Four Hereford youngsters have convinced a county MP to take up their concerns about funding for blind or visually impaired students.

The four, who all attend the Royal National College for the Blind (RNC), were invited to attend a reception for Midlands Colleges hosted by Baroness Garden of Frognal on behalf of the Skills and Education Group and the Association of Colleges.

Joseph Roper, Ciaron Naughton, Tara Wheatley and Kelsey Trevett all attend the specialist further education college in Hereford.

Mr Wiggin, MP for North Herefordshire, met them on a busy day in Parliament - the day the no confidence motion in the Prime Minister was debated in the House of Commons.

But the students, aged 17-20, were focused not on the PM's fate but on concerns about the Special Educational Needs (SEN) system, which they feel is not suitable for those with visual impairment.

They told Mr Wiggin that mainstream education is increasingly unable to meet the needs of these students due to a lack of local expertise and cuts in services.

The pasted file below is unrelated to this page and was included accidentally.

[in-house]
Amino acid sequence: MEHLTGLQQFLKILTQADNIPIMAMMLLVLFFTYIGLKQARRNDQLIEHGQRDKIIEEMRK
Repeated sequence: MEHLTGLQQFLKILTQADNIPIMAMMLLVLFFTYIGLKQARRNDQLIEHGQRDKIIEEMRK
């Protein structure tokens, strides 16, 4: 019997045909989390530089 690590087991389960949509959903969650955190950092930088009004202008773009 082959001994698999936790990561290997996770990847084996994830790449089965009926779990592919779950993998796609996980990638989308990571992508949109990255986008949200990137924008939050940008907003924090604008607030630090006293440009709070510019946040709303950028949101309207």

But local councils often only place students at the national college when local provision has broken down, or when their refusal faces a legal challenge.

Mr Wiggin agreed to raise these concerns in Parliament and to feedback to the students.

“I have always been deeply impressed by the skills visually impaired people can acquire from the RNC and every effort should be made to support them as these young people with visual impairments face up to the challenges of the 21st century.” he said.

Mark Fisher, College Principal at the RNC ,said: "I'm extremely proud of our students for making the trip to Parliament and expressing concern for other young people with visual impairments.

"At the RNC we work hard to develop our students’ skills in self-advocacy and this is a great example of the confidence they have gained".

Student Kelsey said: “The trip was an excellent way to celebrate the work RNC does for students like myself and acknowledge the challenges that we face."